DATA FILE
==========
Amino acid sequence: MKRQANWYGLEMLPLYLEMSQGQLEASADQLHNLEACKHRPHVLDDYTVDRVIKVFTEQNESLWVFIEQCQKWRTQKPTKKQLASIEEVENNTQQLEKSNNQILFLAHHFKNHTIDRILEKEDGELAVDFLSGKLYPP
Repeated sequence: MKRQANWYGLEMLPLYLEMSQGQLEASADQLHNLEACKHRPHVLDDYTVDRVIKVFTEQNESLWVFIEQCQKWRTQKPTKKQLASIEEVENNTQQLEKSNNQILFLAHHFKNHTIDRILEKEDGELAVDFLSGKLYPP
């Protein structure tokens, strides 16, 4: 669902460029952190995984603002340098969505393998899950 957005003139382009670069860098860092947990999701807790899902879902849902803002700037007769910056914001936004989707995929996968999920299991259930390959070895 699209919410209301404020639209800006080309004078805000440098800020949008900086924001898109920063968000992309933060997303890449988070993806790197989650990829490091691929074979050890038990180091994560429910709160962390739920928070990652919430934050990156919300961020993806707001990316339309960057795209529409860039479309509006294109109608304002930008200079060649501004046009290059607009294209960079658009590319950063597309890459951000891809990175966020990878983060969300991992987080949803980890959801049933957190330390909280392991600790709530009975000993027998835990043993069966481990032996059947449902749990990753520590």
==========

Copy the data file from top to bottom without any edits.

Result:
Amino acid sequence: MKRQANWYGLEMLPLYLEMSQGQLEASADQLHNLEACKHRPHVLDDYTVDRVIKVFTEQNESLWVFIEQCQKWRTQKPTKKQLASIEEVENNTQQLEKSNNQILFLAHHFKNHTIDRILEKEDGELAVDFLSGKLYPP
Repeated sequence: MKRQANWYGLEMLPLYLEMSQGQLEASADQLHNLEACKHRPHVLDDYTVDRVIKVFTEQNESLWVFIEQCQKWRTQKPTKKQLASIEEVENNTQQLEKSNNQILFLAHHFKNHTIDRILEKEDGELAVDFLSGKLYPP
């Protein structure tokens, strides 16, 4: 669902460029952190995984603002340098969505393998899950 957005003139382009670069860098860092947990999701807790899902879902849902803002700037007769910056914001936004989707995929996968999920299991259930390959070895 699209919410209301404020639209800006080309004078805000440098800020949008900086924001898109920063968000992309933060997303890449988070993806790197989650990829490091691929074979050890038990180091994560429910709160962390739920928070990652919430934050990156919300961020993806707001990316339309960057795209529409860039479309509006294109109608304002930008200079060649501004046009290059607009294209960079658009590319950063597309890459951000891809990175966020990878983060969300991992987080949803980890959801049933957190330390909280392991600790709530009975000993027998835990043993069966481990032996059947449902749990990753520590």